On May 20, Governor Phil Scott laid out his administration’s plans for helping Vermont recover from the economic blow delivered by the COVID-19 virus.
He laid out plans for dairy and agriculture, small and medium-sized business, renters and landlords. Even the homeless, so often ignored, have been considered by this plan and may see some relief.
As has been the case throughout the pandemic, the governor assumes the mantle of a COVID-fighting superhero, taking good care of his state.
But just a few days earlier, his Captain Covid cape must have been at the dry cleaners, because he donned his usual Governor Grinch outfit, then delivered an opinion worthy of Betsy DeVos: that, to his mind, our children are not only doing just fine during this lockdown, but, indeed, they could do with less next year.
Businesses large and small will be given grants, loans, assistance — anything to keep them strong.
But the future of our state, our children — who have the least amount of power during this crisis and who have been manipulated the most by the changes from lockdown mode — are hurting the most.
They are being asked to shoulder the burden of paying for the expenses of the Vermont COVID-19 response.
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Scott is calling for all school budgets, even those passed with strong support, to be revoted.
It’s funny how a Republican with so much supposed respect for Vermonters never trusts them to vote on their school budgets. He is constantly reminding us that we don’t really understand what we’re doing when we pass them.
He must never come around at Town Meeting time, when not only are Vermonters aware that their tax bill is connected to their school budget, but in many towns folks will be doing the calculating to give a best guess at just what the tax lability will be (in spite of it being incredibly difficult to decipher the ever-opaque formula provided by the Legislature.)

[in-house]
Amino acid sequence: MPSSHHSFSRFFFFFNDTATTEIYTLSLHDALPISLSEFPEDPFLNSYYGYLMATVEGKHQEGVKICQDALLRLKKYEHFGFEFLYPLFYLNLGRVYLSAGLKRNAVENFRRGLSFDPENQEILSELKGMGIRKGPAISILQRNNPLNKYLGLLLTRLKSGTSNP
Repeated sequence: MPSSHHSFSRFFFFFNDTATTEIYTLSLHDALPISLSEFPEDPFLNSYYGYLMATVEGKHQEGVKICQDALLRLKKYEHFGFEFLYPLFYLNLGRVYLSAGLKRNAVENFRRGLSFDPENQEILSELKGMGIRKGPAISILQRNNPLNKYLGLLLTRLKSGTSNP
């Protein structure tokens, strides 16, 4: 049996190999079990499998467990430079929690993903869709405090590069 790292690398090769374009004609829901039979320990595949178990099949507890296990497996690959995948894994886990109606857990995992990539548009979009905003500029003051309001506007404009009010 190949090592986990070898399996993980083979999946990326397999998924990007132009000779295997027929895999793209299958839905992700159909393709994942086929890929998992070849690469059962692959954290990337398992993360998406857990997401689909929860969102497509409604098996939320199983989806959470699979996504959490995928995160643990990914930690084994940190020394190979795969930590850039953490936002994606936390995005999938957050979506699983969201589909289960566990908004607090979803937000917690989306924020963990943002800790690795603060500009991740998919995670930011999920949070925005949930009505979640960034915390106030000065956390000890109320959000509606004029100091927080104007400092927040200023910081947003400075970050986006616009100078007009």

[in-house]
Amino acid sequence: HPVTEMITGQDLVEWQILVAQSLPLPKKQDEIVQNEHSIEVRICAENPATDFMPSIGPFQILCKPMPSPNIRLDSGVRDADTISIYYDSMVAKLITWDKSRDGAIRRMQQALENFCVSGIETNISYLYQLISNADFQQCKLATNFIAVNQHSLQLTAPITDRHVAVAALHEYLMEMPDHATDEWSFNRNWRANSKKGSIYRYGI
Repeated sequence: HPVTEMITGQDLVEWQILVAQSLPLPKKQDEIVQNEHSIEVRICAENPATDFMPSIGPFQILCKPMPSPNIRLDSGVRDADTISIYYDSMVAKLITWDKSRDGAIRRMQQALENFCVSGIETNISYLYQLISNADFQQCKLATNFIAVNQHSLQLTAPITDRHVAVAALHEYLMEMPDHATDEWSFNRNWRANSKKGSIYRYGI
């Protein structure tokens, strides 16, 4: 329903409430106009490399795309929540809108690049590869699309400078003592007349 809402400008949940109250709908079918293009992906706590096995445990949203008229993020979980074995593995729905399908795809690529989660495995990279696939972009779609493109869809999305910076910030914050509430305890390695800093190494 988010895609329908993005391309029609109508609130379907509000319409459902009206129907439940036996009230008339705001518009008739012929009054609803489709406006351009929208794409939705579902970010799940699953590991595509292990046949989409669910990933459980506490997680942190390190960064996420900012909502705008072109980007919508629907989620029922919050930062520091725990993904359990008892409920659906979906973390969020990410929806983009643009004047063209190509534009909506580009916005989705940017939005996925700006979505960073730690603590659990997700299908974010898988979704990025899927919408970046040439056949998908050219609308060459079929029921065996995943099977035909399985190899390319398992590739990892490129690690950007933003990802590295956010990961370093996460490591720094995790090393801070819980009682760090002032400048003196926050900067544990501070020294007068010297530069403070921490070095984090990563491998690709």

No, he respects Vermonters opinions only when they agree with him.
Governor, this is one issue on which many disagree with you.
In spite of the fact that it is expensive to educate a small number of children in a complex geographical space, we actually care about their futures. We understand that our well-being is dependent on theirs. We need them to thrive so that Vermont’s future will be in capable hands.
This makes about as much sense as you offering folks $10,000 to move here while ignoring needs like child care and doing your best to close down many of the small-town schools that would be especially attractive to these new inhabitants.
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Why is there no talk about a short-term wealth tax for the next couple of years to help with the shortfall?
Scott is a good Republican who wakes every morning with a no-tax mantra in his head. Never mind that the wealthiest Vermonters are in the best position to help out at this moment. We wouldn’t want to ask too much of the big people; we’ll just take it out on the kids.
Why not a push to finally enact taxation and regulation of marijuana, potentially filling the coffers with millions of dollars? No, the governor would rather sit back with his ridiculous notion that, while we can all smoke it and have it, we aren’t really using it until he figures out how to make a road test for it.
In the meantime, all that potential money is going up in smoke while he thinks that we should let the schools take a hit.
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Perhaps the governor hasn’t gone along on any of the food delivery runs that the schools are making.
Perhaps he hasn’t spoken with any students who before the lockdown were able to use school as a safe place to avoid household trauma and to receive empathy, care, and learning.
Perhaps he hasn’t checked in with the teachers who, on two days notice, had to invent a brand-new teaching method and roll it out at the same time.
Perhaps he hasn’t noticed his teacher neighbors who have increased their daily workload to serve students in a situation that is not at all conducive to support and learning.
Perhaps Phil Scott just doesn’t care.
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Our students’ needs will be greater than ever if and when we start back to school in the fall. If Scott gets his wishes, schools will open with less counseling, less support, more stress, more uncertainty, and poorer learning.
This scenario might be a fine legacy for Phil Scott, but it not acceptable for Vermont. We can do better.
We must push back against this shortsighted notion.
We must get the Legislature to support our schools, tax those who can afford it, raise new revenues when appropriate and possible, and stop the governor from taking all of his fiscal frustrations out on the backs of our children.